In a reversal from previous years, a state House committee Wednesday voted 6-5 to ban the paddling of public school students in Louisiana.
Under current rules, that decision is left to local school districts.
At least 38 of Louisiana's 69 school systems allow corporal punishment, according to Scott Richard, executive director of the Louisiana School Boards Association.
The measure, House Bill 497, narrowly passed the House Education Committee and next faces a vote in the full House.
Rep. Barbara Norton, D-Shreveport, sponsor of the bill, said paddling amounts to child abuse.
Norton said studies show the same students are punished year after year, and others said black students are often the target.
"It is not working," Norton said. "It didn't work yesterday. It is not working today."
The ban, if it wins final legislative approval, would represent something of a sea change in Louisiana, where paddling has long been part of the school culture, especially in rural districts.
Paddling was used about 3,000 times statewide in the most recent reporting period, state officials said.
However, Norton's bill faces an uncertain future in the Louisiana House.
Opponents are expected to argue that educators closest to the students should make the final call on discipline.
The committee vote overshadowed earlier action, when the panel easily endorsed a bill that would ban the use of corporal punishment for students with disabilities.
That plan, House Bill 79, is part of Gov. John Bel Edwards' public schools agenda and now faces a vote, and likely approval, in the full House.
Louisiana's tradition of paddling public school students includes those with disabilities, a…
The House Education Committee, which then had a different makeup, rejected similar bills by Norton in 2009 and 2010.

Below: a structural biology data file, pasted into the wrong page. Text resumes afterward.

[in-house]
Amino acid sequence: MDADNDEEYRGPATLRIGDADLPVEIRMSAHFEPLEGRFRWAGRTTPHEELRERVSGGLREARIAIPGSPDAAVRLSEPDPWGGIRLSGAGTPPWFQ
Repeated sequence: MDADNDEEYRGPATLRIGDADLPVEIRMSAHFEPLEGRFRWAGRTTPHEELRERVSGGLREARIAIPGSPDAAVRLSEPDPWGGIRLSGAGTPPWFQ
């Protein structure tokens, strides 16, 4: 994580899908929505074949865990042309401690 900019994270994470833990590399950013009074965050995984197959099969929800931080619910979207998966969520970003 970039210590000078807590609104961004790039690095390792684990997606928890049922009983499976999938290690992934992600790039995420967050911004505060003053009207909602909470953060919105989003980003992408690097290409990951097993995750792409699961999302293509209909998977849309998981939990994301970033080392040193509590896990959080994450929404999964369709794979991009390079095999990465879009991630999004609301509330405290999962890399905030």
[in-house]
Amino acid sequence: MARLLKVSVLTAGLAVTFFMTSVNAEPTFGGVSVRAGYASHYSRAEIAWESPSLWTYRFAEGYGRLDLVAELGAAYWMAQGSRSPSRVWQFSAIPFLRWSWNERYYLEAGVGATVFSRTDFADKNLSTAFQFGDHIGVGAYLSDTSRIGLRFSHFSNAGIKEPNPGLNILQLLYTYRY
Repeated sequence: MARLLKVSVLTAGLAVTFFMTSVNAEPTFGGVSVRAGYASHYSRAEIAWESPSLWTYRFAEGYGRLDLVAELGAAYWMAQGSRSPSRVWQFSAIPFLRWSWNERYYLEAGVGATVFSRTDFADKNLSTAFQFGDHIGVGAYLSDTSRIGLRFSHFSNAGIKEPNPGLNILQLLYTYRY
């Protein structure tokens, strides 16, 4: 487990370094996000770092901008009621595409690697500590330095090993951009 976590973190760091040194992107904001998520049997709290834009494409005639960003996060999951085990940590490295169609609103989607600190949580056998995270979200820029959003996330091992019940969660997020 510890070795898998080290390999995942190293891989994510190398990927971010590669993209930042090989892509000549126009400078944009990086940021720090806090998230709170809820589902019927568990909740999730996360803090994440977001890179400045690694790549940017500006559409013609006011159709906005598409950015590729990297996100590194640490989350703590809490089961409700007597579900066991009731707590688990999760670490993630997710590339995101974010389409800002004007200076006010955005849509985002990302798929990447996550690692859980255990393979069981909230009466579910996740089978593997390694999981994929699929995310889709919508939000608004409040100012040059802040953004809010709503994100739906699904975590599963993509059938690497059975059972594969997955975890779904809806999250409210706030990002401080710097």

The outright ban on paddling was backed by Kate Mehok, CEO of Crescent City Schools, which operates three charter schools in Orleans Parish.
"I feel very strongly that the state should take a stand that we should not be paddling our children in schools," Mehok told the committee. "It just seems so wrong for me on different levels."
Richard said the Louisiana School Boards Association believes local school districts should have the final call, which is current law.
"At the end of the day this has traditionally been a local decision between the parent and the school staff," he said. "We would like to see it stay that way."
Richard said 16 school districts ban paddling. Policies for the others are unclear, he said.
Caroline Roemer, executive director of the Louisiana Association of Public Charter Schools, said a survey of some of her schools showed a 50-50 split on corporal punishment.
Where they agree, Roemer said, is that the decision should be made by local educators.
Rep. Joesph Bouie, D-New Orleans, said 31 states ban corporal punishment while Louisiana and 18 others allow it.
House Committee Chairwoman Nancy Landry, R-Lafayette, said she has concerns on how corporal punished is doled out, including whether female students are disciplined by other females. "They are paddling them on their bottoms, right? It is a touchy subject," Landry said.
Richard said that, while he could not recall specific policies, he said "common sense would prevail" in such cases and any discipline includes two administrators – one to paddle, one to witness.
Officials said some districts that allow paddling first contact parents or guardians before any punishment is done.
Officials also said the days when students were forced to "drop their drawers" before being paddled are gone.
Voting "yes" on the Norton bill were Reps. Bouie; Landry; Jeffrey Hall, D-Alexandria; Stephanie Hilferty, R-Metairie; Ed Price, D-Gonzales; and Patrica Smith, D-Baton Rouge.
Voting "no" on the proposal were Reps. Beryl Amedee, R-Houma; Reid Falconer, R-Mandeville; Scott Simon, R-Abita Springs; Polly Thomas, R-Metairie; and Julie Emerson, R-Carencro.
The ban on corporal punishment for students with disabilities sparked no disagreement.
HB79, by Rep. Franklin Foil, R-Baton Rouge, would make it illegal to administer the discipline to students with autism, intellectual disability, students with a traumatic brain injury and others. "We have a population that is our most vulnerable," Foil told the committee.
About 16 percent of all students who were given corporal punishment had disabilities during the 2015-16 school year, according to figures compiled by the Southern Poverty Law Center.